Home > Interviews, Yemen > INTERVIEW: General Ali Moqbel, Head of the Yemeni Retired Military Consultive Association, “We demand equality in citizenship.”

INTERVIEW: General Ali Moqbel, Head of the Yemeni Retired Military Consultive Association, “We demand equality in citizenship.”

In an effort to enlighten our readership on the true nature of the growing civil unrest in Southern Yemen, Armies of Liberation obtained an exclusive statement from Brigadier General Ali Moqbel, organizer and member of the Yemeni Retired Military Consultive Association (MCRA). In the statement, General Moqbel clarified the goal of the protests, “We demand equality in citizenship and the return of all our officers to their positions.”

General Moqbel explained the goal and purpose of the protests, “The goal of the MCRA is to return all southerners to their previous employment in the same positions, both civilians and soldiers, who were referred to retirement after the war in 1994, many of whom were termed as in excess positions.”

The statement continues, “All of our achievements in the South were lost upon unity which was announced May 22, 1990. We demand compensation for all persons without exception who sustained material losses at the hands of the state during these years.

Our demands are not arising from the air as indicated when President Saleh himself frankly admitted mistakes. We have the right to these demands and to equal citizenship. If the ruling party does not correct these mistakes, then the world will know who refused the unity of May 22, 1990.”

Context and timeline:

North and South Yemen unified in 1990. After Yemen’s civil war in 1994, the ruling northern elite failed to reconcile with the South as a whole. The decade that followed was perceived by many Southerners as characterized by institutionalized discrimination, engineered poverty, widespread looting and political exclusion. These long simmering tensions came to a head beginning May 22, 2007 when a series of popular protests lead by the MCRA began in several governorates. The Yemeni regime responded with increasingly repressive measures, provoking greater popular outrage.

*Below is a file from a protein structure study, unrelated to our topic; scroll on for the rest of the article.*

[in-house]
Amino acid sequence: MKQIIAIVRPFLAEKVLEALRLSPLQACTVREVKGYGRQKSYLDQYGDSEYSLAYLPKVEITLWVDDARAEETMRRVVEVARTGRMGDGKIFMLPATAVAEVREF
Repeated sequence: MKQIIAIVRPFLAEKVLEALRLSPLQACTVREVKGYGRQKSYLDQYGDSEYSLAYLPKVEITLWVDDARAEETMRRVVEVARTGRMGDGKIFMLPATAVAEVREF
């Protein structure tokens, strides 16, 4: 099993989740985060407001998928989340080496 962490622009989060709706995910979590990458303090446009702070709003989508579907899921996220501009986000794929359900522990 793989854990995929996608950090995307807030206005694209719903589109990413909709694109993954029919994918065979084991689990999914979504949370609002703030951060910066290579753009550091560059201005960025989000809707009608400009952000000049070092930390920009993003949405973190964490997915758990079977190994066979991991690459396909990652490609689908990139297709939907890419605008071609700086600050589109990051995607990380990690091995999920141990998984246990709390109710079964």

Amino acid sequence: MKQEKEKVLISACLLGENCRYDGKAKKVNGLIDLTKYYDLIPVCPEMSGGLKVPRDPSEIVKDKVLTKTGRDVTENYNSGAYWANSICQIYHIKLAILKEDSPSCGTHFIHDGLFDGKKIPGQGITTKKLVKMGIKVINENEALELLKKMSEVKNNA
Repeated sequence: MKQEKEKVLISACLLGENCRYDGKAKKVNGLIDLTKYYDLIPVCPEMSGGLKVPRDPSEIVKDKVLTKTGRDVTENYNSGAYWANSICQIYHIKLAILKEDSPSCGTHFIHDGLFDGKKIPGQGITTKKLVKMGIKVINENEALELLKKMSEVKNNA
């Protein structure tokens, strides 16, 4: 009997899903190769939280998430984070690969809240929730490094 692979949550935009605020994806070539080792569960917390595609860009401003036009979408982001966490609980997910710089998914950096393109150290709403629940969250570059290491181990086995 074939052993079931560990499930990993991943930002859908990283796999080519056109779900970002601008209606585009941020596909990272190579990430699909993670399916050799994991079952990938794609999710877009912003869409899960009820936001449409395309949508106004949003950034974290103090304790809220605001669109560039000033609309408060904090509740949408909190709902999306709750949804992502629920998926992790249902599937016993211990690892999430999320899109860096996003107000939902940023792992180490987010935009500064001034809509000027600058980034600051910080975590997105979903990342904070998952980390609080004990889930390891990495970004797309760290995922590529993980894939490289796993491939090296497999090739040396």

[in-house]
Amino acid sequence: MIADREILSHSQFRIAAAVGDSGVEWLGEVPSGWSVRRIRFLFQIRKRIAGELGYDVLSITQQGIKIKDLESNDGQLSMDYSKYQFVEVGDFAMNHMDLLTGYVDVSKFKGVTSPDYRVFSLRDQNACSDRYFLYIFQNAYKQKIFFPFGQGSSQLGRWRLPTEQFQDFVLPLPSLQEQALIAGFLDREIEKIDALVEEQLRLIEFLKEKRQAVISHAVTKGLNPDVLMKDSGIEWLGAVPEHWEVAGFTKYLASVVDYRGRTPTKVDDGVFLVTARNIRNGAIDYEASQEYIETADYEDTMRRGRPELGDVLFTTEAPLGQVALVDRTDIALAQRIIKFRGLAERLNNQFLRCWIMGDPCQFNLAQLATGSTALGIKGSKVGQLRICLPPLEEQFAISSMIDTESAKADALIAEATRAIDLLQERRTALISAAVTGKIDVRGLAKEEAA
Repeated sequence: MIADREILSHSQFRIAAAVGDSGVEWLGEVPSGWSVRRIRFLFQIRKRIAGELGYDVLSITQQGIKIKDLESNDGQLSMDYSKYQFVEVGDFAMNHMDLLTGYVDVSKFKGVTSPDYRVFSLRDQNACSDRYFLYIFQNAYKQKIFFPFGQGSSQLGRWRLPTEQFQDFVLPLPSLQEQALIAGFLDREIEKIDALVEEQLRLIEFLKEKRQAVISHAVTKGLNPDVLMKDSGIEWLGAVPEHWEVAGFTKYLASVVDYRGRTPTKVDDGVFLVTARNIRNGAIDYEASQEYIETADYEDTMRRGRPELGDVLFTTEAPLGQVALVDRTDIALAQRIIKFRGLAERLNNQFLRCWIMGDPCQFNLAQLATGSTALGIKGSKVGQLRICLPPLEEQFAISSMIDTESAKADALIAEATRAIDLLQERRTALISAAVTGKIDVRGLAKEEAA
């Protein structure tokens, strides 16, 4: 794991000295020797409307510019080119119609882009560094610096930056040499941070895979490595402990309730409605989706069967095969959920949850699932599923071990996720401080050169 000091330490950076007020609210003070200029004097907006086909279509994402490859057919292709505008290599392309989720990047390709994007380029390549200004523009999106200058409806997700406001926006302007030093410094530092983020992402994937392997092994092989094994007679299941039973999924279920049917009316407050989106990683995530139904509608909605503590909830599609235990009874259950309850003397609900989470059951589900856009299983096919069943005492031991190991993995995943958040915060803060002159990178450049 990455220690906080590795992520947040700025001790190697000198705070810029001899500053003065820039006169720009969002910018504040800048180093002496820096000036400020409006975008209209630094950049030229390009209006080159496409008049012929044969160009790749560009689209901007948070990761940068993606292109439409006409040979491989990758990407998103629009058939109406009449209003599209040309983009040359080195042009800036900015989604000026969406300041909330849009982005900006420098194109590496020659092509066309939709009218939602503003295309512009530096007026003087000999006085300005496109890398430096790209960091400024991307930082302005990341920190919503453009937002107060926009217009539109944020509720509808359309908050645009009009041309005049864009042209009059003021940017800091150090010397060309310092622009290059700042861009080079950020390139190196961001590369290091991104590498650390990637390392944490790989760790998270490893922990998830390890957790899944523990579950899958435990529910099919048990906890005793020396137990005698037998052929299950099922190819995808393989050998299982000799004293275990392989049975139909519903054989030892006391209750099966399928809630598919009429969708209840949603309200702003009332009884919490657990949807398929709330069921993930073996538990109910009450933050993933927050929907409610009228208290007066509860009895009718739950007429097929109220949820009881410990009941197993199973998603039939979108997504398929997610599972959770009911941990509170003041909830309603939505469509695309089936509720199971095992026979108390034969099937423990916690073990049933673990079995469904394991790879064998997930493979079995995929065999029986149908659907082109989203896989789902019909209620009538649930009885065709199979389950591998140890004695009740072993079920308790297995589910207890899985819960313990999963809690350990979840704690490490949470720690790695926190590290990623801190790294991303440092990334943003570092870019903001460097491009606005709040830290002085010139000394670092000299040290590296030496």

As a result of the protests, President Saleh has returned hundreds of former soldiers to their posts; however tens of thousands were not. Instead the government announced it will reinstate the draft. The well over 100,000 forcibly retired Southern military and civil workers charge that they were illegally discharged as a punitive measure after the war. The pensions they receive are lower than their northern counterparts, below a sustenance level and contravene national law, they maintain.

Governmental media rhetoric has heightened tensions, for example labeling the 1994 civil war “a secessionist and apostate war”. Protests around the former PRDY resulted in the deaths of several protesters and hundreds of arrests and injuries as security forces broke up the demonstrations with live fire, tear gas, water cannons and batons. Riots ensued.

Movement leader, retired Brigadier General Naser al-Noba will stand trial in a military court, officials announced. The Defense Ministry announced early in September that 20 protesters arrested would be charged with treason, a death penalty offense. Increasingly repressive measures by the Yemeni regime against its citizenry will certainly foster increasing frustration as the public loses hope in gaining equality through peaceful means. The inability of the Yemeni government to honestly reconcile legitimate grievances has created instability throughout the nation and over time. Meanwhile President Saleh recently dubbed the protests “a tempest in a teapot”.

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